A good motto of any faithful Christian should be the statement of fact that Balaam made, but didn’t embrace after he stated it. King Balak was in a panic about Israelite squatters who represented a Moabite takeover threat. He was desperate to rid himself of this troublesome potential and called on Balaam, a man of God (Numbers 22:8-9) with an attempted bribe to compel him to curse the children of Israel. God told Balaam the he was not to go and do that. Balaam’s response to Balak’s emissaries is a classic: “Though Balak were to give me his house full of silver and gold, I could not go beyond the command of the LORD my God to do less or more” (Numbers 22:18).
This maxim is a two-edged sword. First, without God’s authority behind what we say and do, it is just so much hot air (religiously speaking) and vain action. Therefore, if we want to please God, nothing and no one has the right or authority to dictate our course of profession or action except God; “we walk by faith, not by sight” (2 Corinthians 5:7). Since “faith comes by hearing, and hearing by the word of God” (Romans 10:17), if one cannot find authority for a speech or an activity in the word of God, it is a false faith that motivates it, and condemned. Second, if we innovate or change what God has revealed, we are going “beyond the command of the Lord,” which is virtually ignoring God’s will in order to accommodate our own desires; and that cannot be good!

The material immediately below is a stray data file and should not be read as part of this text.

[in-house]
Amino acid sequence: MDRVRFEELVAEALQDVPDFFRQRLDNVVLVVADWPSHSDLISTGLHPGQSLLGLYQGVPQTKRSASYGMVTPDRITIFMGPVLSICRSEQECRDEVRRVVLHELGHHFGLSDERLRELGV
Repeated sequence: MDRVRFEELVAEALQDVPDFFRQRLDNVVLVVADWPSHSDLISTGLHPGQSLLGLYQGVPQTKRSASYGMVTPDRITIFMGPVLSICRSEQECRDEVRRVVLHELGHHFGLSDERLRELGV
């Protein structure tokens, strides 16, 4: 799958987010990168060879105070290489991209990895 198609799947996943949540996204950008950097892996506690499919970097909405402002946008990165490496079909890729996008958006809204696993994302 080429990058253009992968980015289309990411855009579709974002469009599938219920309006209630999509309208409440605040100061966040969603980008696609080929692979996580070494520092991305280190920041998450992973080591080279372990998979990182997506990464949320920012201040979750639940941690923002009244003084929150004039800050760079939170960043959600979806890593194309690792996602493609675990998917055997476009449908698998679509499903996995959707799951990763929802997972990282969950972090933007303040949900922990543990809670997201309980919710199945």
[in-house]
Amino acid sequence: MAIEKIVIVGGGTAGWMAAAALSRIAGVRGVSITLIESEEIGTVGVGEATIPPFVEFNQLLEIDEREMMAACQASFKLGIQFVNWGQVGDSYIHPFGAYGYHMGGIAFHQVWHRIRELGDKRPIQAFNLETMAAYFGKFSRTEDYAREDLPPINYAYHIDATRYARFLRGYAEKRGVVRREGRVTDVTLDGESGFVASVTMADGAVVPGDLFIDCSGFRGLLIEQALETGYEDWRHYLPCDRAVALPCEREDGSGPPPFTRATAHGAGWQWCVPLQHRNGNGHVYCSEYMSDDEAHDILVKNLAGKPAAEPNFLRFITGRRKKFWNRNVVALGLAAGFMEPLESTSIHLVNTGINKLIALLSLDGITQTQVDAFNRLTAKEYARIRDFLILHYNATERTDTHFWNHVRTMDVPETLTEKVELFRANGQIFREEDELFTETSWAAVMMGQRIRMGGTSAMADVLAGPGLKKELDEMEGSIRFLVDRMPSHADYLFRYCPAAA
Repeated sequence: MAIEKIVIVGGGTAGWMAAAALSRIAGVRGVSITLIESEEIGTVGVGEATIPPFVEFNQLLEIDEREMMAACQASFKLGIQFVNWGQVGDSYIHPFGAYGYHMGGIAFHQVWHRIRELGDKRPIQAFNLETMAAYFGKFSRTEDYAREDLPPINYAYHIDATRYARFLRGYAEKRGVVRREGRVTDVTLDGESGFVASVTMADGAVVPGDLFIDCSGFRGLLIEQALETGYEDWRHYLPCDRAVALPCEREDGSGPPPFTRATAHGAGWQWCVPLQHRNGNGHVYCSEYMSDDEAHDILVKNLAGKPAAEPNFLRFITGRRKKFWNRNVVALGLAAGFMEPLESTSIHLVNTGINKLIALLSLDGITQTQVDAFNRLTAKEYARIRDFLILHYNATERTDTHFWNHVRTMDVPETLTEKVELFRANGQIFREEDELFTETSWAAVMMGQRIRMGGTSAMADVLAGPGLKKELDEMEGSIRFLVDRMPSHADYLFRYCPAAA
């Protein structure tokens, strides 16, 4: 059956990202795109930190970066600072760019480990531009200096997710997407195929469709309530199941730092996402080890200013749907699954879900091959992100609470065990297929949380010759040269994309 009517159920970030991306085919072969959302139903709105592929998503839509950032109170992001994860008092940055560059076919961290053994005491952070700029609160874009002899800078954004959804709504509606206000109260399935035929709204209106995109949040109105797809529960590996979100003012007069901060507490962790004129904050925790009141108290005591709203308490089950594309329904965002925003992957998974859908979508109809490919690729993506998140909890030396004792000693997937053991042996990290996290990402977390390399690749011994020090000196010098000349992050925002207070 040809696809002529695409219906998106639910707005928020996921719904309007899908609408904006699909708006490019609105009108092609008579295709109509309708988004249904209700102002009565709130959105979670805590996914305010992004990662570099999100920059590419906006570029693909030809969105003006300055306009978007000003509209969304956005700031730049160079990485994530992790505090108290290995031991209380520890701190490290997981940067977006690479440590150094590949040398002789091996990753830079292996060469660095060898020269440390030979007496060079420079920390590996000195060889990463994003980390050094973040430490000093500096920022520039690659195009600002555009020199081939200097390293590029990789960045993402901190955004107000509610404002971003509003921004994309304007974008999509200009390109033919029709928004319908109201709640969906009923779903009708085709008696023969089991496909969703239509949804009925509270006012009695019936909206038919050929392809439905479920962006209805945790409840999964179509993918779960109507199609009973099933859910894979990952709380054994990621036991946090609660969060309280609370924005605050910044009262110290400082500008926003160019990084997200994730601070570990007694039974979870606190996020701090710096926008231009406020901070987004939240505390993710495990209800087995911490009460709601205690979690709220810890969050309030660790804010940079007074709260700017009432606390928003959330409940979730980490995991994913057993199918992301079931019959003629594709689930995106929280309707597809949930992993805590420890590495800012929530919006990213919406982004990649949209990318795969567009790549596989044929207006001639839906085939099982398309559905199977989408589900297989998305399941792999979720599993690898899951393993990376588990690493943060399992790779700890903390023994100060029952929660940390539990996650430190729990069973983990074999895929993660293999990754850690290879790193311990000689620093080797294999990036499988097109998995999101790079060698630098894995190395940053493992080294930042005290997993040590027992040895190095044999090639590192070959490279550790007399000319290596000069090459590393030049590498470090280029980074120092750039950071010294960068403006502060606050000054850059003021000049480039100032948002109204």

One cannot, for love nor money, adjust or ignore God’s will with impunity; “and be sure your sin will find you out” (Numbers 32:23). Unfortunately (and just like Balaam), people often give up on God’s Word for something more convenient, more popular or more lucrative. Balaam is a reminder that disobedience has its “reward.” Evidently, the allure of sin wooed Balaam into a compromised relationship with Moab and, not long after this incident, Joshua dispatched Balaam (Joshua 13:22). At the final reckoning, Jehovah will dispatch the rest. As the man of God spoke, let us do, nothing less and nothing more; it is Balaam’s maxim.